Framing Rural Food and Water Insecurity, Development and Crisis in Nicaragua: A Discourse Analysis

Authors: Erica Martinez*, Santa Clara University, Christopher Bacon, Santa Clara University, Anand Purohit, Santa Clara University, Kimberley Grandi, Santa Clara University
Topics: Cultural and Political Ecology, Hazards and Vulnerability, Development
Keywords: Discourse analysis, Nicaragua, Central America, drought, la roya, coffee, media, diversification, water insecurity, food insecurity
Session Type: Poster
Day: 4/5/2019
Start / End Time: 1:10 PM / 2:50 PM
Room: Lincoln 2, Marriott, Exhibition Level
Presentation File: No File Uploaded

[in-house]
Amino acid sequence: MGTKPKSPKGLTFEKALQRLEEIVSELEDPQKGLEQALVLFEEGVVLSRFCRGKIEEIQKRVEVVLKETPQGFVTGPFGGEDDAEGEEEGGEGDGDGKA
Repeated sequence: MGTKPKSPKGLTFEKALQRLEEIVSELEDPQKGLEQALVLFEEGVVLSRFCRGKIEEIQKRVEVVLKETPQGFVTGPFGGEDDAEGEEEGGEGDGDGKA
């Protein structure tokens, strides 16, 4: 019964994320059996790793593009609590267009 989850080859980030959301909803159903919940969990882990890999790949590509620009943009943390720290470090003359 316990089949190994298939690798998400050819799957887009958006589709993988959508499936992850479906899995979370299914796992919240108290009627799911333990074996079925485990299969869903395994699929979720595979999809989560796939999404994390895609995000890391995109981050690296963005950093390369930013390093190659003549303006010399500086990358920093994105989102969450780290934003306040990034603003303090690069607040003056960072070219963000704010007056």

We compare the media coverage of agriculture, poverty, and hazards with farmer perceptions in Nicaragua from 1997 to 2018. Like many smallholder producing significant portions of the global food supply, most Nicaraguan small-scale farmers navigate recurring periods of seasonal hunger recently exacerbated by low coffee prices, the coffee leaf rust outbreak, drought, irregular rains and other political economic shifts.The analysis aimed to compare the primary discursive frameworks related to agriculture, poverty, crisis, and environmental change used by newspapers vs. Nicaraguan smallholder farmers. With this discourse analysis, we used keywords and several databases to compile all relevant articles published The Guardian, The New York Times, and The Washington Post and local Nicaraguan newspapers, La Prensa and El Nuevo Diario, and then drew a random sample that we systematically coded using Atlas.ti software to characterize the way that different sources portray these topics. Frameworks that have emerged from analyzing the coded responses include: natural disaster, government inefficiency, climate change, and farming practices. The media frequently used a combination of the ‘natural disaster’ and ‘government inefficiency’ frameworks, attributing food insecurity to the government’s inability to respond effectively to the frequent and severe natural hazards that impact Nicaraguan smallholders. Conversely, interviews with Nicaragua’s smallholders revealed a preference for agroecological practices, with many responses falling into the ‘farming practices’ framework. Previous results demonstrated that farmers believe that better methods like diversification would reduce their vulnerability crop loss from natural hazards. Further study will analyze how smallholders are responding to Nicaragua’s recent political unrest.

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